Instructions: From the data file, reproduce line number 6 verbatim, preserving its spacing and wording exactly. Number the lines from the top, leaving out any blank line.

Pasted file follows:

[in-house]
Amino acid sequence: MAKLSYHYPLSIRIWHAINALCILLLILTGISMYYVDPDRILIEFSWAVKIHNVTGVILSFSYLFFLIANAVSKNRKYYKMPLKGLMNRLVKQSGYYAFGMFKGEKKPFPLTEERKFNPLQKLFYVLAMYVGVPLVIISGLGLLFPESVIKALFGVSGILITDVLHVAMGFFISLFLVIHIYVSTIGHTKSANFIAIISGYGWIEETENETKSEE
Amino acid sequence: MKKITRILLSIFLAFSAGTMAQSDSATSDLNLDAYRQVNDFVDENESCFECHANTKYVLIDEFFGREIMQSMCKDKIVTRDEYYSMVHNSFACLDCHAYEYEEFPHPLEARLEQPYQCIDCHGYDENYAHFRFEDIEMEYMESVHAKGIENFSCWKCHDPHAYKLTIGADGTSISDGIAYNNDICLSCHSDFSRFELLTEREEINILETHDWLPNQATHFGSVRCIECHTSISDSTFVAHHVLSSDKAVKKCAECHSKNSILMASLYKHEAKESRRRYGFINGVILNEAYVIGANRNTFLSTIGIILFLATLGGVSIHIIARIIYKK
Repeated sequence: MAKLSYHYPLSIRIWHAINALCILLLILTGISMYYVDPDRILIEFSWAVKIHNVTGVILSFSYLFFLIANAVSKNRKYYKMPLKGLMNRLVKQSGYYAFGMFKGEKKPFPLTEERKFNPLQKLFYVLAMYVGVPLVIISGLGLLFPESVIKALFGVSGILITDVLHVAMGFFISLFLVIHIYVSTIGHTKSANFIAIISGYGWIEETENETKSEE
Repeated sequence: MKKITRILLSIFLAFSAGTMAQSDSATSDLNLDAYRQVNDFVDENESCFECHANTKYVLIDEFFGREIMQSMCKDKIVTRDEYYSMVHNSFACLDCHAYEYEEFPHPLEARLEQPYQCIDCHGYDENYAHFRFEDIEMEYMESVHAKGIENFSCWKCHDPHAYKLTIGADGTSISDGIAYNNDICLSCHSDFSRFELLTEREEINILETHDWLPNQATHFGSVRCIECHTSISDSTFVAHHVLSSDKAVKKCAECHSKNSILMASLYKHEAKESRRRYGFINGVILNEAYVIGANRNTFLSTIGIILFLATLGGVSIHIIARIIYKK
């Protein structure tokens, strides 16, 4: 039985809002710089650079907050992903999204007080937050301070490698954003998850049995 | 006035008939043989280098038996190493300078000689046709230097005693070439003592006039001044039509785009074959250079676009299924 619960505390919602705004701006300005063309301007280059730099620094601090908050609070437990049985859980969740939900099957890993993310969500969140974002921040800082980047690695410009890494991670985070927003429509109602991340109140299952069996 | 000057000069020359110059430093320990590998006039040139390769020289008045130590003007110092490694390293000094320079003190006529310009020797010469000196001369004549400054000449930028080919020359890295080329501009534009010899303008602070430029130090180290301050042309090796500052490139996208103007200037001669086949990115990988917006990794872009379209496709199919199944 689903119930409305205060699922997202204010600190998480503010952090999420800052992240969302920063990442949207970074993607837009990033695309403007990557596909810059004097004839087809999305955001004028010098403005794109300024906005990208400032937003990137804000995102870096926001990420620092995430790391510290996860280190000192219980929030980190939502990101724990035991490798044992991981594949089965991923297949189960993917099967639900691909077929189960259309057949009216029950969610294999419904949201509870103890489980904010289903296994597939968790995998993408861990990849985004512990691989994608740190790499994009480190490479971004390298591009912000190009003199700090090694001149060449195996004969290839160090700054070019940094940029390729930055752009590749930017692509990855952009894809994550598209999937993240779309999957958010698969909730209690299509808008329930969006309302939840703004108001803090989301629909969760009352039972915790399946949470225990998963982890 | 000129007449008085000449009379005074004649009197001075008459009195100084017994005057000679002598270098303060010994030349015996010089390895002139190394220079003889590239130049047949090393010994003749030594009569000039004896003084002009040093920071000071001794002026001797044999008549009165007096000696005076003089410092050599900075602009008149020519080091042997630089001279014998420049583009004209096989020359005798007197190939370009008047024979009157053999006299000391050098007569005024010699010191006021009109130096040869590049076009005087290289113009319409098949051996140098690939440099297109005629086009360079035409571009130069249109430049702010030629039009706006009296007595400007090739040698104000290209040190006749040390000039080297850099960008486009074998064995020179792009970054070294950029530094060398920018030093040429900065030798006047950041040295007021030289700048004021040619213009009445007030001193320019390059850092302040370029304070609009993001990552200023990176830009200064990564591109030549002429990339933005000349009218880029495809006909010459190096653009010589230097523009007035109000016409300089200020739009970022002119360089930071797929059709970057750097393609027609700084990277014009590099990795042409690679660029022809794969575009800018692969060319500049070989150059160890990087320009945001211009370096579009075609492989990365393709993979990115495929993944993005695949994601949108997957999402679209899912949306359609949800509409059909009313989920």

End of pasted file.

């Protein structure tokens, strides 16, 4: 039985809002710089650079907050992903999204007080937050301070490698954003998850049995 | 006035008939043989280098038996190493300078000689046709230097005693070439003592006039001044039509785009074959250079676009299924 619960505390919602705004701006300005063309301007280059730099620094601090908050609070437990049985859980969740939900099957890993993310969500969140974002921040800082980047690695410009890494991670985070927003429509109602991340109140299952069996 | 000057000069020359110059430093320990590998006039040139390769020289008045130590003007110092490694390293000094320079003190006529310009020797010469000196001369004549400054000449930028080919020359890295080329501009534009010899303008602070430029130090180290301050042309090796500052490139996208103007200037001669086949990115990988917006990794872009379209496709199919199944 689903119930409305205060699922997202204010600190998480503010952090999420800052992240969302920063990442949207970074993607837009990033695309403007990557596909810059004097004839087809999305955001004028010098403005794109300024906005990208400032937003990137804000995102870096926001990420620092995430790391510290996860280190000192219980929030980190939502990101724990035991490798044992991981594949089965991923297949189960993917099967639900691909077929189960259309057949009216029950969610294999419904949201509870103890489980904010289903296994597939968790995998993408861990990849985004512990691989994608740190790499994009480190490479971004390298591009912000190009003199700090090694001149060449195996004969290839160090700054070019940094940029390729930055752009590749930017692509990855952009894809994550598209999937993240779309999957958010698969909730209690299509808008329930969006309302939840703004108001803090989301629909969760009352039972915790399946949470225990998963982890 | 000129007449008085000449009379005074004649009197001075008459009195100084017994005057000679002598270098303060010994030349015996010089390895002139190394220079003889590239130049047949090393010994003749030594009569000039004896003084002009040093920071000071001794002026001797044999008549009165007096000696005076003089410092050599900075602009008149020519080091042997630089001279014998420049583009004209096989020359005798007197190939370009008047024979009157053999006299000391050098007569005024010699010191006021009109130096040869590049076009005087290289113009319409098949051996140098690939440099297109005629086009360079035409571009130069249109430049702010030629039009706006009296007595400007090739040698104000290209040190006749040390000039080297850099960008486009074998064995020179792009970054070294950029530094060398920018030093040429900065030798006047950041040295007021030289700048004021040619213009009445007030001193320019390059850092302040370029304070609009993001990552200023990176830009200064990564591109030549002429990339933005000349009218880029495809006909010459190096653009010589230097523009007035109000016409300089200020739009970022002119360089930071797929059709970057750097393609027609700084990277014009590099990795042409690679660029022809794969575009800018692969060319500049070989150059160890990087320009945001211009370096579009075609492989990365393709993979990115495929993944993005695949994601949108997957999402679209899912949306359609949800509409059909009313989920």